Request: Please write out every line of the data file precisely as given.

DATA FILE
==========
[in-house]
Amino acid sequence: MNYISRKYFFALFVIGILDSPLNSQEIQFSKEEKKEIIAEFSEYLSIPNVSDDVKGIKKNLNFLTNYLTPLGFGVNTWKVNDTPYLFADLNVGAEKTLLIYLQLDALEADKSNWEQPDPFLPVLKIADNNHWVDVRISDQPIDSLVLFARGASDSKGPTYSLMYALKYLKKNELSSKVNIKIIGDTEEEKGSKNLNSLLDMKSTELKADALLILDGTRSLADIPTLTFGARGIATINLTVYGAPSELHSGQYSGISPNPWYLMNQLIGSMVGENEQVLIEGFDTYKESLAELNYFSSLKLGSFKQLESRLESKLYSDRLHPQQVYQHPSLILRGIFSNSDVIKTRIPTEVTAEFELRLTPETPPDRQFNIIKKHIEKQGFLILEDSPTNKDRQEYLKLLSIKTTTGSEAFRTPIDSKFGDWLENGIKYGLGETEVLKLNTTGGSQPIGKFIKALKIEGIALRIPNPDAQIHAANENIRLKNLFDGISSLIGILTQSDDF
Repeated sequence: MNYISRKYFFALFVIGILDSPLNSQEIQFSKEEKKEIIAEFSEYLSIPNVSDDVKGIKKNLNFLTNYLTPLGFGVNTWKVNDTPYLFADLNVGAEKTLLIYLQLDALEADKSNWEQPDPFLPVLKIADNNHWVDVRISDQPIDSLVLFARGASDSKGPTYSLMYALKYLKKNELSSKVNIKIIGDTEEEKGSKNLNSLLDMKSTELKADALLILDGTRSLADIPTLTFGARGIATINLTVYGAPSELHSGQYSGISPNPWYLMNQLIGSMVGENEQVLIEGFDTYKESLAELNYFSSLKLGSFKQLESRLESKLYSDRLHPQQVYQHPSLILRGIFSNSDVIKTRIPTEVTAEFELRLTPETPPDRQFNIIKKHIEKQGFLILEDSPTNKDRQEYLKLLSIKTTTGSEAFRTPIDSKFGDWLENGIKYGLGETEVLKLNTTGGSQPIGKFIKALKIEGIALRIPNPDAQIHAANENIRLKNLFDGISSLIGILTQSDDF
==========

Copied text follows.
[in-house]
Amino acid sequence: MNYISRKYFFALFVIGILDSPLNSQEIQFSKEEKKEIIAEFSEYLSIPNVSDDVKGIKKNLNFLTNYLTPLGFGVNTWKVNDTPYLFADLNVGAEKTLLIYLQLDALEADKSNWEQPDPFLPVLKIADNNHWVDVRISDQPIDSLVLFARGASDSKGPTYSLMYALKYLKKNELSSKVNIKIIGDTEEEKGSKNLNSLLDMKSTELKADALLILDGTRSLADIPTLTFGARGIATINLTVYGAPSELHSGQYSGISPNPWYLMNQLIGSMVGENEQVLIEGFDTYKESLAELNYFSSLKLGSFKQLESRLESKLYSDRLHPQQVYQHPSLILRGIFSNSDVIKTRIPTEVTAEFELRLTPETPPDRQFNIIKKHIEKQGFLILEDSPTNKDRQEYLKLLSIKTTTGSEAFRTPIDSKFGDWLENGIKYGLGETEVLKLNTTGGSQPIGKFIKALKIEGIALRIPNPDAQIHAANENIRLKNLFDGISSLIGILTQSDDF
Repeated sequence: MNYISRKYFFALFVIGILDSPLNSQEIQFSKEEKKEIIAEFSEYLSIPNVSDDVKGIKKNLNFLTNYLTPLGFGVNTWKVNDTPYLFADLNVGAEKTLLIYLQLDALEADKSNWEQPDPFLPVLKIADNNHWVDVRISDQPIDSLVLFARGASDSKGPTYSLMYALKYLKKNELSSKVNIKIIGDTEEEKGSKNLNSLLDMKSTELKADALLILDGTRSLADIPTLTFGARGIATINLTVYGAPSELHSGQYSGISPNPWYLMNQLIGSMVGENEQVLIEGFDTYKESLAELNYFSSLKLGSFKQLESRLESKLYSDRLHPQQVYQHPSLILRGIFSNSDVIKTRIPTEVTAEFELRLTPETPPDRQFNIIKKHIEKQGFLILEDSPTNKDRQEYLKLLSIKTTTGSEAFRTPIDSKFGDWLENGIKYGLGETEVLKLNTTGGSQPIGKFIKALKIEGIALRIPNPDAQIHAANENIRLKNLFDGISSLIGILTQSDDF